Monmouth University has established the Dr. Walter S. McAfee ’85HN Endowed Scholarship in Science with initial gifts and pledges of more than $25,000. McAfee was a distinguished African American mathematical physicist who taught atomic and nuclear physics and solid-state electronics at Monmouth College from 1958 to 1975. He was widely known for his groundbreaking work on “Project Diana,” which bounced an electronic echo from the moon’s surface back to an antenna at the Evans Signal Laboratory in Wall Township, N.J. in 1946. His theoretical calculations determined the feasibility of this original radar “moon bounce,” an achievement that many now regard as the beginning of the Space Age.
Steven Bachrach, Ph.D., dean of the School of Science, and Walter Greason, Ph.D., chair of the Department of Educational Counseling and Leadership, crafted the scholarship with the aim of supporting economically disadvantaged students to attend Monmouth University in pursuit of a STEM education, while also celebrating a distinguished faculty member who broke racial and scientific boundaries. With the goal of raising additional funds, the university also aspires to name a portion of the Edison Science building in honor of McAfee.
“This scholarship honors Dr. McAfee’s memory by providing opportunities for developing the next generation of diverse scientists right here in New Jersey, where his world-changing discoveries took place,” according to Bachrach.
The scholarship will be available to full-time undergraduate students pursing a bachelor’s degree in the sciences or science education in the School of Science or the Honors School. According to Karen Keene, director of Development for the School of Science, “Dr. McAfee was a pioneer. He, like many others, was not celebrated in his time for making tremendous contributions to his scientific field, and in turn, society. We hope this scholarship paves the way for new generations of students, from diverse backgrounds, to follow in his footsteps.”
Greason stated, “The McAfee scholarship opens the door so that more first-generation and working students can benefit from the exceptional opportunities that the School of Science, Honors School, and the School of Education provide. It gives students a chance to follow in Dr. McAfee’s impressive footsteps.”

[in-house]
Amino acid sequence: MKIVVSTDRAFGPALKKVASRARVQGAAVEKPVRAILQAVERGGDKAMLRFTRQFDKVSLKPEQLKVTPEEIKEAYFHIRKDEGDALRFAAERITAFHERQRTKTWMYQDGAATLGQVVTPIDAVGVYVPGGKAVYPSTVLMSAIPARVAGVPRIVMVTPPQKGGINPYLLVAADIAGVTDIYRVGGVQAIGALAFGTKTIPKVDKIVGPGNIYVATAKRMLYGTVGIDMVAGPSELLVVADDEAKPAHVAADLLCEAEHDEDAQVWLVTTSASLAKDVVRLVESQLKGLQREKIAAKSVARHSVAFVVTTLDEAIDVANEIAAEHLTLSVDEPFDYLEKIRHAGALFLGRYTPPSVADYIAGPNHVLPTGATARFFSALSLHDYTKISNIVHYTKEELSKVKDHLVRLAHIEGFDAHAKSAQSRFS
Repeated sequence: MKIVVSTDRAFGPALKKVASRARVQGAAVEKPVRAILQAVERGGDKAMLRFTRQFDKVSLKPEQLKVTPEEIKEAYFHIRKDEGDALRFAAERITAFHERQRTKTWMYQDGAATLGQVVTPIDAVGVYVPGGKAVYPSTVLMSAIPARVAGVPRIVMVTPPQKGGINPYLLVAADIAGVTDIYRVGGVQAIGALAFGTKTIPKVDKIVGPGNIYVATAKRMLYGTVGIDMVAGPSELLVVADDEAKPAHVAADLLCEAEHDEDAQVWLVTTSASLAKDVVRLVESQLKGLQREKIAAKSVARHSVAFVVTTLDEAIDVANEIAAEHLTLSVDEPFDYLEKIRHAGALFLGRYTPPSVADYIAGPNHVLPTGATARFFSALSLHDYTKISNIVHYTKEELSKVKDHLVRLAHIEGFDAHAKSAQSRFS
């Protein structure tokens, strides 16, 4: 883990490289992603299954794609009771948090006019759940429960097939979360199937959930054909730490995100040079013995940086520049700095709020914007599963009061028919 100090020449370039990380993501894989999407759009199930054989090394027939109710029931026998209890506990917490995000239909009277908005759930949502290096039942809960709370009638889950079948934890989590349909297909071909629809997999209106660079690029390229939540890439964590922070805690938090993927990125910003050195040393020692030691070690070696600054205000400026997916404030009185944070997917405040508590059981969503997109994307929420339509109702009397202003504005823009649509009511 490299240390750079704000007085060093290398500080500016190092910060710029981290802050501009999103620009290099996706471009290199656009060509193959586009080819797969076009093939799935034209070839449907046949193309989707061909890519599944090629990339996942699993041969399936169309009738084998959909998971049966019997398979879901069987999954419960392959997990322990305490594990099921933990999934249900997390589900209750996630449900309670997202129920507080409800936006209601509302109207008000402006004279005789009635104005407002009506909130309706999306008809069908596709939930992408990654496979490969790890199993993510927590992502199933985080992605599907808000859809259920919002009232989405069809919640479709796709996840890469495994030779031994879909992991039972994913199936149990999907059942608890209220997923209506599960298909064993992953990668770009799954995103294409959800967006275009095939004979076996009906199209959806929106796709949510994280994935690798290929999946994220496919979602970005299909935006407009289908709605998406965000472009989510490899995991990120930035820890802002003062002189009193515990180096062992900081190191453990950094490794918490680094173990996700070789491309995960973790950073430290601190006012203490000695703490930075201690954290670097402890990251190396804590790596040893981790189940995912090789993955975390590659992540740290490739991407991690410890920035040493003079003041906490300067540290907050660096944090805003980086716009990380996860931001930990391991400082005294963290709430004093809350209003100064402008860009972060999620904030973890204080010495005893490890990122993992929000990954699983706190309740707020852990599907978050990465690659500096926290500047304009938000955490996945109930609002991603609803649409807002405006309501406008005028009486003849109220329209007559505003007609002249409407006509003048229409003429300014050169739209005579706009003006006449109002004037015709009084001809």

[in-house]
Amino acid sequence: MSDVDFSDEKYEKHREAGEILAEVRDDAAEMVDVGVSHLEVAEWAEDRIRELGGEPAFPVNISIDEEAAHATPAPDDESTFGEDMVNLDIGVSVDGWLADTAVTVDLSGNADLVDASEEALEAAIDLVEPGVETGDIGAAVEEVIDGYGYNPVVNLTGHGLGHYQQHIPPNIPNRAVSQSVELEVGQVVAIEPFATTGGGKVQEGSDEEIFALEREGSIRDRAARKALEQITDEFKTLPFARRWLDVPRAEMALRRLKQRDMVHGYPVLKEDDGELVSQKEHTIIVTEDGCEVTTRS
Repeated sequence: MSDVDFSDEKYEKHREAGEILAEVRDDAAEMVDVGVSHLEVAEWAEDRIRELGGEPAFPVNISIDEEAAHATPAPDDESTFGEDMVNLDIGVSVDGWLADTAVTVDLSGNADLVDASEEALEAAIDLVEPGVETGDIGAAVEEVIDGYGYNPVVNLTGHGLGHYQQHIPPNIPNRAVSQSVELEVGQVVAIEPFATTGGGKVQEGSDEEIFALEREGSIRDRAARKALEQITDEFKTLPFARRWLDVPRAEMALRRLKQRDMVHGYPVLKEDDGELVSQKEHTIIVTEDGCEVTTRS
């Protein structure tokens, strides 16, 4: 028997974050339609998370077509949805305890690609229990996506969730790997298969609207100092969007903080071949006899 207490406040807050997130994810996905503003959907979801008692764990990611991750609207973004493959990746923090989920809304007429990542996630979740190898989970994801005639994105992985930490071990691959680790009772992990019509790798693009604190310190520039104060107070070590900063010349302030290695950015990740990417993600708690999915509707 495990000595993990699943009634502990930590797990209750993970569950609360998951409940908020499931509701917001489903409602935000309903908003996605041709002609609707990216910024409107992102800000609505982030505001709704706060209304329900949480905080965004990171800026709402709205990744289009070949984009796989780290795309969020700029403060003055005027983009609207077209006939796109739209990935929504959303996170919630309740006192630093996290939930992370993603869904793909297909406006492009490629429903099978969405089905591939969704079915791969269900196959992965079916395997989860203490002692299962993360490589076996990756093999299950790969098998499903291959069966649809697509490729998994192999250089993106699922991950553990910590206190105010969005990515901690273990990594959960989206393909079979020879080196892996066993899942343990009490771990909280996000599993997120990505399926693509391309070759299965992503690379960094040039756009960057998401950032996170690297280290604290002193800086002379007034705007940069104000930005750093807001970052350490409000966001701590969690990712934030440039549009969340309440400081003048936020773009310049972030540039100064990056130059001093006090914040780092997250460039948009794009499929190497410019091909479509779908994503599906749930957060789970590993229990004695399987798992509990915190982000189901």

McAfee was born on September 2, 1914 in Ore City, Texas. He earned his Bachelor of Science in mathematics from Wiley College, a historically black college in Marshall, Texas. In an era when even programs stemming from the New Deal of the 1930s were racially segregated and blacks and whites rarely worked alongside each other, McAfee completed his Master of Science in theoretical physics at Ohio State University in 1937. He was one of the very few African Americans earning advanced degrees in physics at the time.
As part of the war effort, McAfee joined the Electronics Research Command section of the U.S. Army Signal Corps at Fort Monmouth. McAfee was awarded a Rosenwald Fellowship to pursue his doctoral work at Cornell University, where he completed his Ph.D. under the supervision of Dr. Hans Bethe, a future Nobel Laureate, in nuclear physics.
McAfee then returned to the laboratory at Fort Monmouth, where he worked for 42 years, retiring in 1985. He contributed to the areas of wave propagation, passive sensing, target acquisition, and battlefield surveillance. McAfee was one of the first people to be awarded the Secretary of the Army Research and Study Fellowship. This allowed him to work with colleagues at Harvard University that led to the discovery that high altitude nuclear explosions can cause communication blackouts.
Among his awards are an honorary D.Sc. from Monmouth College in 1985 and the Stevens Institute of Technology Stevens Award in 1985. He was the first African American U.S. Army employee to be promoted to GS-16, the so-called “super grade” status. He was posthumously honored by Fort Monmouth with the naming of their McAfee Center housing the Information and Intelligence Warfare Electronic Directorate.
McAfee passed away in 1995 in New Jersey.
“Dr. McAfee was a paragon of scientific excellence who was also much like Jackie Robinson on our campus. During an era when few African American faculty had opportunities at predominantly white institutions like Monmouth University, his work blazed a trail that created the possibility of a diverse and inclusive community here in West Long Branch. Over 15 years, he created innovative, inspirational classroom experiences that led to the University recognizing him with an honorary degree in 1985. He exemplifies a longstanding tradition of successful professionals becoming impactful educators who create paradigm shifts in the global marketplace of ideas,” Greason said.
For more information, visit monmouth.edu/university-advancement/mcafee.